In late 2017, Apple introduced the new T2 chip, which is a customized silicon chip built for Macs. Like the T1 used in the 2016 and 2017 MacBook Pro, the T2 performs specific security-related functions. On the MacBook Pro, the T1 provides a secure enclave for processing and encrypting fingerprints for Touch ID. It also prevents hackers from accessing the microphone and FaceTime HD camera. According to Apple, the new T2 chip enables a deeper level of security by including a secure enclave coprocessor that provides the foundation for new encrypted storage and secure boot capabilities.
These two features are particularly relevant to enterprise users. First, the new secure boot capabilities have eliminated the previous NetBoot framework for deploying Macs in the enterprise. In fact, Apple has announced that NetBoot will no longer be supported when using devices with T2 chips. (In a nutshell, NetBoot is a method that system admins use to boot Macs from a network volume into an IT-trusted macOS image. Now that MacBook Pros will be included in the T2 chip ecosystem, NetBoot is effectively dead.)
In its place, administrators will be able to use the Apple Device Enrollment Program (DEP) and a mobile device management (MDM) solution like MobileIron to set up and manage large groups of Macs. DEP enables admins to automate MDM enrollment and simplify initial device setup. With DEP and MDM, devices can be activated, supervised, and managed without any user intervention.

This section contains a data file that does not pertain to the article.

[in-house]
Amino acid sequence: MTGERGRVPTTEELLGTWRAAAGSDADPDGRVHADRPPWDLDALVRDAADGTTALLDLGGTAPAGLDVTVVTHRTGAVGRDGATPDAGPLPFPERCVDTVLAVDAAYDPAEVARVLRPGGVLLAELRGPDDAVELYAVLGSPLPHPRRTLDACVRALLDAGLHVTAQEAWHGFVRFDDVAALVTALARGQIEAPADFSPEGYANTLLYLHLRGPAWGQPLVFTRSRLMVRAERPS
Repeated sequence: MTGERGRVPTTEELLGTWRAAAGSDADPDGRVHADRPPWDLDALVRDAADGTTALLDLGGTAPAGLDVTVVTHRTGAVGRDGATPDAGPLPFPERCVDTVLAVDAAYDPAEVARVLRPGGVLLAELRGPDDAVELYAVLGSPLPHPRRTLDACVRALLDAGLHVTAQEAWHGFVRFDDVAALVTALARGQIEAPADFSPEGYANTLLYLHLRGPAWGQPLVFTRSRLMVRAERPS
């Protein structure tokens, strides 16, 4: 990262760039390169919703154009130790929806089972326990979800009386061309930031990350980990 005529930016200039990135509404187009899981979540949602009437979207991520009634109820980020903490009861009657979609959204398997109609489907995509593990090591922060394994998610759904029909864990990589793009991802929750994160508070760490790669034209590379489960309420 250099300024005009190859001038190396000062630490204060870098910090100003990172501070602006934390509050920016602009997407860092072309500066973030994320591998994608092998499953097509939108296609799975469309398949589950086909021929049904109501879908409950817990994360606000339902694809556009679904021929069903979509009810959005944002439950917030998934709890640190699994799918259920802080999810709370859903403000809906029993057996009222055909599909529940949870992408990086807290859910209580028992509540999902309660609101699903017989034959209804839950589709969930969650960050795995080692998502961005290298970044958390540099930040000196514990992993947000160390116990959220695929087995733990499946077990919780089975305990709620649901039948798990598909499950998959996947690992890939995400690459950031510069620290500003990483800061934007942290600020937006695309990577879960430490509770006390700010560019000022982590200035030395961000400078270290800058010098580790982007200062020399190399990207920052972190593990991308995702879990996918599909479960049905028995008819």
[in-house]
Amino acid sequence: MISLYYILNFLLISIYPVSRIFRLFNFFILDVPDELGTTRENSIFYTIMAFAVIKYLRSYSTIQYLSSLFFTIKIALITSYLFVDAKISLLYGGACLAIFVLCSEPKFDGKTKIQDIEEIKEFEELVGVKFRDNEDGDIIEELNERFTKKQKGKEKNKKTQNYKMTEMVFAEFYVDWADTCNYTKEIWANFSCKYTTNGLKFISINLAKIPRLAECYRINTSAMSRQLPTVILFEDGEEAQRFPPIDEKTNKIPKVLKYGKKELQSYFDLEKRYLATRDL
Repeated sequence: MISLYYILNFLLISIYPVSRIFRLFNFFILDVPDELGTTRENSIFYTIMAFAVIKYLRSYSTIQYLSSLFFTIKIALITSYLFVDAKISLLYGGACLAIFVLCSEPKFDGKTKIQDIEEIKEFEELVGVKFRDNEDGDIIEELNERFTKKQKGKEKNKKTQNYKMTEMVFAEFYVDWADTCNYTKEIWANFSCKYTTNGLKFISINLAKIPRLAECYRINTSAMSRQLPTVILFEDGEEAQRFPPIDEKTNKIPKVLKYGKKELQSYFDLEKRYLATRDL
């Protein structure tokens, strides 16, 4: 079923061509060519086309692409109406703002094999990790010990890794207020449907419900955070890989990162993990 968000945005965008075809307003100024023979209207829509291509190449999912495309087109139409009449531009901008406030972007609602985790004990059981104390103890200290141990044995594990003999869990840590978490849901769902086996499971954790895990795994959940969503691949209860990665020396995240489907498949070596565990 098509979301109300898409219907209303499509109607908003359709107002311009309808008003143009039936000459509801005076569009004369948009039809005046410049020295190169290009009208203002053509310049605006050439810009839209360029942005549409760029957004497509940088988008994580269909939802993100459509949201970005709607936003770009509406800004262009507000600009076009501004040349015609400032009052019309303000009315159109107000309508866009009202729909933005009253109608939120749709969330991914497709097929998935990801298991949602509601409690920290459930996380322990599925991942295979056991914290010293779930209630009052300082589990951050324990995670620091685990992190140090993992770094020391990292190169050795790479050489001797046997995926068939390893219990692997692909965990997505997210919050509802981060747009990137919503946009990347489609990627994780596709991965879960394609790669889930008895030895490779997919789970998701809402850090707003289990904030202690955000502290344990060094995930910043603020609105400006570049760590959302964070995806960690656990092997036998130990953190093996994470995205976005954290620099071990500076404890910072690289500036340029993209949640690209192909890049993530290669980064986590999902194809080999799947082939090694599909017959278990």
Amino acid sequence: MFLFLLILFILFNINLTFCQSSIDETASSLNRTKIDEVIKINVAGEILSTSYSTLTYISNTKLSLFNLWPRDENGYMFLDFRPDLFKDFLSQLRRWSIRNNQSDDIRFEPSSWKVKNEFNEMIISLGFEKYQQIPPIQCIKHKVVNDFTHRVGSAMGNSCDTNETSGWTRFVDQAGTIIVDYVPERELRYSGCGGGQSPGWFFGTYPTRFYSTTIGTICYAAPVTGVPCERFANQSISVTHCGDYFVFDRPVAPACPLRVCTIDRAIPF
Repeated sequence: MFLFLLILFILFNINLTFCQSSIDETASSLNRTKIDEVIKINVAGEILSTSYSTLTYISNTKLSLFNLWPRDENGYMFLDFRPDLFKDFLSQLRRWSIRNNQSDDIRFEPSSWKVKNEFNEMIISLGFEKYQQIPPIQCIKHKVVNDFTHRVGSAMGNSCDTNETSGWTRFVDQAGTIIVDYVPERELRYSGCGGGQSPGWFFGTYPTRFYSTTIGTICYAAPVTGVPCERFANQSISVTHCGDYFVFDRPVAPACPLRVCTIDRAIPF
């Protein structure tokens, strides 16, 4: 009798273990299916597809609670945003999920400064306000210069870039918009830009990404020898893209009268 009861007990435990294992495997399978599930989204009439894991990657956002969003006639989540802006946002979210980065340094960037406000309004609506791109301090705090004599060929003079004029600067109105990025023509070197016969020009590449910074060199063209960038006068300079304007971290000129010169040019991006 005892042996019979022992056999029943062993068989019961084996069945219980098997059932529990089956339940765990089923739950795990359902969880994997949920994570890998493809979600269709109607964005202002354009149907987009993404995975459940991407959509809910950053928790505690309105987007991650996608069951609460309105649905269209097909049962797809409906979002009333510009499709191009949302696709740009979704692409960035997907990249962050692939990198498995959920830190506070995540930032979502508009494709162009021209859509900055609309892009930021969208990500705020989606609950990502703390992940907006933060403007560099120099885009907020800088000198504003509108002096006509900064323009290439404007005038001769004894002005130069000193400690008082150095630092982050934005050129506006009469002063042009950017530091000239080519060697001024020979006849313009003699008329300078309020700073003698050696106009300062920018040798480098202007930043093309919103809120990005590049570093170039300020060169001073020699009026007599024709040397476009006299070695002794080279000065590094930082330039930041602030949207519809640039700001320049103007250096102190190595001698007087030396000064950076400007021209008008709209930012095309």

This is actually good news for both IT admins and mobile employees. The combination of DEP and MDM gives users a seamless, out-of-the-box experience from the moment they power on their new devices. IT admins can automatically configure every new Mac with all of the configurations, security policies, and apps on the fly, but without the need for custom images.
In addition to secure boot, the new T2 chip also provides a built-in hardware encryption engine that encrypts all of the data stored on the SSD with a unique security key on each Mac. This means that all of the data on a Mac can only be read by that Mac, even if the SSD is removed. This adds another layer of security for enterprise data.
Many enterprises have embraced DEP and MDM approach to managing iOS devices. Now they are extending it to their Mac deployments. Have you? If not, watch this video to understand how DEP and MobileIron enable a seamless, native device experience with simplified enrollment and single sign-on (SSO).